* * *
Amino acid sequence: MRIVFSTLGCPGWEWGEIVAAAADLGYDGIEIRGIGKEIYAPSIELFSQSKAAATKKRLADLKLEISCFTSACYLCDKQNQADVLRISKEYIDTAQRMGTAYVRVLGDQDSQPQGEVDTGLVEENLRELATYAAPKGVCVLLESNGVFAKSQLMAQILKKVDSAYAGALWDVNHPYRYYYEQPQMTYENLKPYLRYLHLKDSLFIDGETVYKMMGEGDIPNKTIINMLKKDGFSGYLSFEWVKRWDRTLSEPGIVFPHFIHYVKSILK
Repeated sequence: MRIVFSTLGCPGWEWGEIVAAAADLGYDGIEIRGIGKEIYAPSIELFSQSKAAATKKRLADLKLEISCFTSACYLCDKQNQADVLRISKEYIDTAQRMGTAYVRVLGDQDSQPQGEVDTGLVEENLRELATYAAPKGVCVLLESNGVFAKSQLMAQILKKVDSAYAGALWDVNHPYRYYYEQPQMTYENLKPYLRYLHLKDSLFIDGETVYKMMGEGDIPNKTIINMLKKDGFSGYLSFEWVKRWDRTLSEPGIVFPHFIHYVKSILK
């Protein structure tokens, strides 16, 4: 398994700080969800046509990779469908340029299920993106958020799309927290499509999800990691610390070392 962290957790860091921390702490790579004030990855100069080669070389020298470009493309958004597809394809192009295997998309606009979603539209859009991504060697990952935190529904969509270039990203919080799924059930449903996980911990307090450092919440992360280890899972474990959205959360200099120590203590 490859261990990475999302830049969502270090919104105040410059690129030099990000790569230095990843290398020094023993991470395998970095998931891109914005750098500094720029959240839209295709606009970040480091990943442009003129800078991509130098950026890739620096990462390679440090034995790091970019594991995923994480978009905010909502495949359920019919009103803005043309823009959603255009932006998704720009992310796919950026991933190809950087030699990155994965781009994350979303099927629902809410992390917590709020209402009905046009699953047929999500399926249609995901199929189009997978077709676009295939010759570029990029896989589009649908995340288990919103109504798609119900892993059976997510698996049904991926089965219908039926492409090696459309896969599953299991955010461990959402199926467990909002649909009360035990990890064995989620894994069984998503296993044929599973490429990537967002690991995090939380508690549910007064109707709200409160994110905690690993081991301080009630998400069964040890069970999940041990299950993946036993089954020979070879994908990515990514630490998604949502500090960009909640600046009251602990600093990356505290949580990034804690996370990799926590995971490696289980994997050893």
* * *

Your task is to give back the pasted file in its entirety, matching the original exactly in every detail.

Amino acid sequence: MRIVFSTLGCPGWEWGEIVAAAADLGYDGIEIRGIGKEIYAPSIELFSQSKAAATKKRLADLKLEISCFTSACYLCDKQNQADVLRISKEYIDTAQRMGTAYVRVLGDQDSQPQGEVDTGLVEENLRELATYAAPKGVCVLLESNGVFAKSQLMAQILKKVDSAYAGALWDVNHPYRYYYEQPQMTYENLKPYLRYLHLKDSLFIDGETVYKMMGEGDIPNKTIINMLKKDGFSGYLSFEWVKRWDRTLSEPGIVFPHFIHYVKSILK
Repeated sequence: MRIVFSTLGCPGWEWGEIVAAAADLGYDGIEIRGIGKEIYAPSIELFSQSKAAATKKRLADLKLEISCFTSACYLCDKQNQADVLRISKEYIDTAQRMGTAYVRVLGDQDSQPQGEVDTGLVEENLRELATYAAPKGVCVLLESNGVFAKSQLMAQILKKVDSAYAGALWDVNHPYRYYYEQPQMTYENLKPYLRYLHLKDSLFIDGETVYKMMGEGDIPNKTIINMLKKDGFSGYLSFEWVKRWDRTLSEPGIVFPHFIHYVKSILK
């Protein structure tokens, strides 16, 4: 398994700080969800046509990779469908340029299920993106958020799309927290499509999800990691610390070392 962290957790860091921390702490790579004030990855100069080669070389020298470009493309958004597809394809192009295997998309606009979603539209859009991504060697990952935190529904969509270039990203919080799924059930449903996980911990307090450092919440992360280890899972474990959205959360200099120590203590 490859261990990475999302830049969502270090919104105040410059690129030099990000790569230095990843290398020094023993991470395998970095998931891109914005750098500094720029959240839209295709606009970040480091990943442009003129800078991509130098950026890739620096990462390679440090034995790091970019594991995923994480978009905010909502495949359920019919009103803005043309823009959603255009932006998704720009992310796919950026991933190809950087030699990155994965781009994350979303099927629902809410992390917590709020209402009905046009699953047929999500399926249609995901199929189009997978077709676009295939010759570029990029896989589009649908995340288990919103109504798609119900892993059976997510698996049904991926089965219908039926492409090696459309896969599953299991955010461990959402199926467990909002649909009360035990990890064995989620894994069984998503296993044929599973490429990537967002690991995090939380508690549910007064109707709200409160994110905690690993081991301080009630998400069964040890069970999940041990299950993946036993089954020979070879994908990515990514630490998604949502500090960009909640600046009251602990600093990356505290949580990034804690996370990799926590995971490696289980994997050893």